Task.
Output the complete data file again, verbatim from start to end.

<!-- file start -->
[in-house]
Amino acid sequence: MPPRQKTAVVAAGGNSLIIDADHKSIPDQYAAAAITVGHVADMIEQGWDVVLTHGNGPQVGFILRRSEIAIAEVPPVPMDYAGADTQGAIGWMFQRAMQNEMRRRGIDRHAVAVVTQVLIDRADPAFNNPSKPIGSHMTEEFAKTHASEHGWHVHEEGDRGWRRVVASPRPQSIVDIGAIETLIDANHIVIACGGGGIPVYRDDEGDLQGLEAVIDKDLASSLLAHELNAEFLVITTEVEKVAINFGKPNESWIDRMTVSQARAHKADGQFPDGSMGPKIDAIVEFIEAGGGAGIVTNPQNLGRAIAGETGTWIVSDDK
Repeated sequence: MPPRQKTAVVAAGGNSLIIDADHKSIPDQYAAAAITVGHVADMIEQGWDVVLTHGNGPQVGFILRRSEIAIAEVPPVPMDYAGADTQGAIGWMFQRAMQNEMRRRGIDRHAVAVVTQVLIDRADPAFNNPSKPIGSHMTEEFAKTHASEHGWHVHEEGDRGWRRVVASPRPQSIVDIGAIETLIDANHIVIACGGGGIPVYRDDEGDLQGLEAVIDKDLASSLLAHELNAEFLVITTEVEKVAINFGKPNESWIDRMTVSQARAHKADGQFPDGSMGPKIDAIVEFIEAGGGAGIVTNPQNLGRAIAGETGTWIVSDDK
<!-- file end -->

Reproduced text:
[in-house]
Amino acid sequence: MPPRQKTAVVAAGGNSLIIDADHKSIPDQYAAAAITVGHVADMIEQGWDVVLTHGNGPQVGFILRRSEIAIAEVPPVPMDYAGADTQGAIGWMFQRAMQNEMRRRGIDRHAVAVVTQVLIDRADPAFNNPSKPIGSHMTEEFAKTHASEHGWHVHEEGDRGWRRVVASPRPQSIVDIGAIETLIDANHIVIACGGGGIPVYRDDEGDLQGLEAVIDKDLASSLLAHELNAEFLVITTEVEKVAINFGKPNESWIDRMTVSQARAHKADGQFPDGSMGPKIDAIVEFIEAGGGAGIVTNPQNLGRAIAGETGTWIVSDDK
Repeated sequence: MPPRQKTAVVAAGGNSLIIDADHKSIPDQYAAAAITVGHVADMIEQGWDVVLTHGNGPQVGFILRRSEIAIAEVPPVPMDYAGADTQGAIGWMFQRAMQNEMRRRGIDRHAVAVVTQVLIDRADPAFNNPSKPIGSHMTEEFAKTHASEHGWHVHEEGDRGWRRVVASPRPQSIVDIGAIETLIDANHIVIACGGGGIPVYRDDEGDLQGLEAVIDKDLASSLLAHELNAEFLVITTEVEKVAINFGKPNESWIDRMTVSQARAHKADGQFPDGSMGPKIDAIVEFIEAGGGAGIVTNPQNLGRAIAGETGTWIVSDDK